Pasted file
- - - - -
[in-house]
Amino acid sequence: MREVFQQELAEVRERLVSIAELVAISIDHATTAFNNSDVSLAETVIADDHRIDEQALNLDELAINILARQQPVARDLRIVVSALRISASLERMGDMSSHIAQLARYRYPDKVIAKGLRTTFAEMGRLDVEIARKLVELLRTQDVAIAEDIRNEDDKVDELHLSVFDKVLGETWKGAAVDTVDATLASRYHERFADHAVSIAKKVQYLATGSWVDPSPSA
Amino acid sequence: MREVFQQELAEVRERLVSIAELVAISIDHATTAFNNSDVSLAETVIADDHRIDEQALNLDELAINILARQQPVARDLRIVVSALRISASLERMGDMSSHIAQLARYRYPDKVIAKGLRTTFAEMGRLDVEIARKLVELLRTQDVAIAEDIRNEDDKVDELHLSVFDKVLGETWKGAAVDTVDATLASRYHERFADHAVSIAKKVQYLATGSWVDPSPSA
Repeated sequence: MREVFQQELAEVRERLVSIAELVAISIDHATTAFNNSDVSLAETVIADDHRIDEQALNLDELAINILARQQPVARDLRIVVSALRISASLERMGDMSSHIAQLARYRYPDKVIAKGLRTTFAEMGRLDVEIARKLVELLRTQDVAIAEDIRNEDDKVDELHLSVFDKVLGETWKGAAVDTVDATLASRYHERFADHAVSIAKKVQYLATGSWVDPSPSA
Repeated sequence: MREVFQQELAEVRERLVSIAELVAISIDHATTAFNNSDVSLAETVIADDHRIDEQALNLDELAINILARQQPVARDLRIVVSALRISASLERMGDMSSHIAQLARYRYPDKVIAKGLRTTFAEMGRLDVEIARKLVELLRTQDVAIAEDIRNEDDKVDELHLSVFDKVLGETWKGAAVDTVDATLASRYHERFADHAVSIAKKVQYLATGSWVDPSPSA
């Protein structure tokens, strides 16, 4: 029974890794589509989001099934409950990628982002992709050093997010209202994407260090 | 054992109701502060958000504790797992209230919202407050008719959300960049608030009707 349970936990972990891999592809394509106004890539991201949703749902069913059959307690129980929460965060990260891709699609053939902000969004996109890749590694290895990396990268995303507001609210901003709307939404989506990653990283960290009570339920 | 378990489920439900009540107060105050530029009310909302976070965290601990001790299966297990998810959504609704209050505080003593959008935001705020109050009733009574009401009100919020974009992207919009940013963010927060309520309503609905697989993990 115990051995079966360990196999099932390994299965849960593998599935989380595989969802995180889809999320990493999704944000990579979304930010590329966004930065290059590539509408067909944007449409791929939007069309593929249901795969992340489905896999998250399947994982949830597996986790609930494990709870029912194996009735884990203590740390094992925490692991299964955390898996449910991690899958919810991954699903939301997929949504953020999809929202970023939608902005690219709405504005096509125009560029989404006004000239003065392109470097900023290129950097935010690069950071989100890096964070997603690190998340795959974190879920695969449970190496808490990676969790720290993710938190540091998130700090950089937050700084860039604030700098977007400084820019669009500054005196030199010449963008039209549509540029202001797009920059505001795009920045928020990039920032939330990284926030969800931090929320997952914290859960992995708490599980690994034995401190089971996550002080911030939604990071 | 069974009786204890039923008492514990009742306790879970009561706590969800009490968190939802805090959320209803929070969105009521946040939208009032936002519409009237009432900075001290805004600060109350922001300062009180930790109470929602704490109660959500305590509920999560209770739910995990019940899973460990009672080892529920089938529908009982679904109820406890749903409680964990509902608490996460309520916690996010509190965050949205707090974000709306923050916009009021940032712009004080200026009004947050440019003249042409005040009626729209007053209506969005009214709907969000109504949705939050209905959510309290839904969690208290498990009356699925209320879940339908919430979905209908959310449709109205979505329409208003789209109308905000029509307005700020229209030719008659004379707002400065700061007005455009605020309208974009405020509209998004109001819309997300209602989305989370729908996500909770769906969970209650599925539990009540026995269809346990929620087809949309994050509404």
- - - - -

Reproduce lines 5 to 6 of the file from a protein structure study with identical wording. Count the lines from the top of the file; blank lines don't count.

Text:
Repeated sequence: MREVFQQELAEVRERLVSIAELVAISIDHATTAFNNSDVSLAETVIADDHRIDEQALNLDELAINILARQQPVARDLRIVVSALRISASLERMGDMSSHIAQLARYRYPDKVIAKGLRTTFAEMGRLDVEIARKLVELLRTQDVAIAEDIRNEDDKVDELHLSVFDKVLGETWKGAAVDTVDATLASRYHERFADHAVSIAKKVQYLATGSWVDPSPSA
């Protein structure tokens, strides 16, 4: 029974890794589509989001099934409950990628982002992709050093997010209202994407260090 | 054992109701502060958000504790797992209230919202407050008719959300960049608030009707 349970936990972990891999592809394509106004890539991201949703749902069913059959307690129980929460965060990260891709699609053939902000969004996109890749590694290895990396990268995303507001609210901003709307939404989506990653990283960290009570339920 | 378990489920439900009540107060105050530029009310909302976070965290601990001790299966297990998810959504609704209050505080003593959008935001705020109050009733009574009401009100919020974009992207919009940013963010927060309520309503609905697989993990 115990051995079966360990196999099932390994299965849960593998599935989380595989969802995180889809999320990493999704944000990579979304930010590329966004930065290059590539509408067909944007449409791929939007069309593929249901795969992340489905896999998250399947994982949830597996986790609930494990709870029912194996009735884990203590740390094992925490692991299964955390898996449910991690899958919810991954699903939301997929949504953020999809929202970023939608902005690219709405504005096509125009560029989404006004000239003065392109470097900023290129950097935010690069950071989100890096964070997603690190998340795959974190879920695969449970190496808490990676969790720290993710938190540091998130700090950089937050700084860039604030700098977007400084820019669009500054005196030199010449963008039209549509540029202001797009920059505001795009920045928020990039920032939330990284926030969800931090929320997952914290859960992995708490599980690994034995401190089971996550002080911030939604990071 | 069974009786204890039923008492514990009742306790879970009561706590969800009490968190939802805090959320209803929070969105009521946040939208009032936002519409009237009432900075001290805004600060109350922001300062009180930790109470929602704490109660959500305590509920999560209770739910995990019940899973460990009672080892529920089938529908009982679904109820406890749903409680964990509902608490996460309520916690996010509190965050949205707090974000709306923050916009009021940032712009004080200026009004947050440019003249042409005040009626729209007053209506969005009214709907969000109504949705939050209905959510309290839904969690208290498990009356699925209320879940339908919430979905209908959310449709109205979505329409208003789209109308905000029509307005700020229209030719008659004379707002400065700061007005455009605020309208974009405020509209998004109001819309997300209602989305989370729908996500909770769906969970209650599925539990009540026995269809346990929620087809949309994050509404």